The Stabilization Function of Government



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The Stabilization Function of Government:
(“Economics” – Chapters 6 and 7)
Recall… Government Intervention in markets and the economy is most often justified by arguing for government to serve one of the three following functions:

1. Allocation Function(discussed in previous topic)

2. Distribution Function(discussed in previous topic)

3. Stabilization Function – attempts by government to minimize fluctuations in overall macroeconomic activity




  • Business Cycle – the periodic but irregular fluctuation in overall macroeconomic activity which occurs over time, measured by changes in “Real GDP” (and other measures of macroeconomic activity)


GDP Growth “trend line”

Real GDP

time

0

0

$

one business cycle



trough

recession




expansion

peak

Phases of the business cycle: recovery, peak, recession, trough, recovery, peak, recession, trough…

  • Recession – a period of time during which an economy is contracting, commonly defined as six or more consecutive months of declining real GDP

  • Trough – the point in time at which an economy stops contracting at the end of a recession (i.e., economic activity reaches a minimum)

  • Expansion – a period of time during which an economy is growing or recovering (i.e., economic activity is increasing, often reflected by a positive GDP growth rate)

  • Peak – the point in time at which an economy stops growing at the end of an expansion (i.e., economic activity reaches a maximum)


Two Key Facts about Economic Fluctuations:

  1. Economic Fluctuations are Irregular and Unpredictable

  • Recessions do not come at “regular intervals” and the timing of a peak or trough is hard to predict




Peak

Trough

% decrease in Real GDP

Length of Recession (months)

Length of Subsequent Expansion (months)

Nov 1948

Oct 1949

–1.5%

11

45

July 1953

May 1954

–3.2%

10

39

Aug 1957

April 1958

–3.3%

8

24

April 1960

Feb 1961

–1.2%

10

106

Dec 1969

Nov 1970

–1.0%

11

36

Nov 1973

Mar 1975

–4.1%

16

58

Jan 1980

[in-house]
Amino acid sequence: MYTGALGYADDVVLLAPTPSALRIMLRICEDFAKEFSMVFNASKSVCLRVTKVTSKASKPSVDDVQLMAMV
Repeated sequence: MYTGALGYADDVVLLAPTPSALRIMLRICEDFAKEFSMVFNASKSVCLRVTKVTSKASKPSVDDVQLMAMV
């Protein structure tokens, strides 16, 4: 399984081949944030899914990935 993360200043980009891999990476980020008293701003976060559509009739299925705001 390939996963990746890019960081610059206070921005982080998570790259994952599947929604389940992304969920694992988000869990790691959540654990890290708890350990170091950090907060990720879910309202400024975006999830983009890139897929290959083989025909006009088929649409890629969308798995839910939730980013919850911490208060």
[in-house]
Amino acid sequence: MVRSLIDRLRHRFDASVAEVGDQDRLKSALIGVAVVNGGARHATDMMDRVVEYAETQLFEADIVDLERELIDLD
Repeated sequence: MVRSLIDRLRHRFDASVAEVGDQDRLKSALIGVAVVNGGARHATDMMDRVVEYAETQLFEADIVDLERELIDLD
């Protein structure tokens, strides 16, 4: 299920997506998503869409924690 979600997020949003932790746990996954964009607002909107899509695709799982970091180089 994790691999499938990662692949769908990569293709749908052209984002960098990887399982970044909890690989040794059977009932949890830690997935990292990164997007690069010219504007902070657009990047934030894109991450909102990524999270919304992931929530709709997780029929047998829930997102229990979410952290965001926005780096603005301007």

July 1980

–2.5%

6

12

July 1981

Nov 1982

–3.0%

16

92

July 1990

Mar 1991

–1.4%

8

120

Mar 2001

Nov 2001

–0.6%

8

73

Dec 2007

June 2009

–4.1%

18







  1. Many macroeconomic variables “move together”

  • during an economic downturn, we will likely realize decreases in consumer income and spending, decreases in business profits and investments, and an increase in the unemployment rate



  • Argument for government intervention: since economic downturns are often disruptive to businesses and households, society would likely prefer a “smoother” rate of growth, with minimal fluctuations over time

    • Evidence suggests that, all else equal, households prefer smooth paths of consumption (e.g., if you get paid $4,000 on the first of every month, you are not likely to spend the entire paycheck on the first day and nothing during the rest of the month)




  • Notion that government should attempt to influence macroeconomic activity (GDP growth rate, inflation rate, unemployment rate) is a recent idea.




  • Two broad types of government policies which can stabilize macroeconomic activity:

  1. Fiscal Policy – Government policies related to spending and revenue generation.

  2. Monetary Policy – Government policies which determine the nation’s Money Supply.


John Maynard Keynes:

  • “The General Theory of Employment, Interest and Money” (1936) [written against the backdrop of the Great Depression] => essentially an assault on “traditional macroeconomic thought” (previous argument was for direct control of the macroeconomy)

  • central argument of “The General Theory…”: markets are volatile and might not result in “full employment”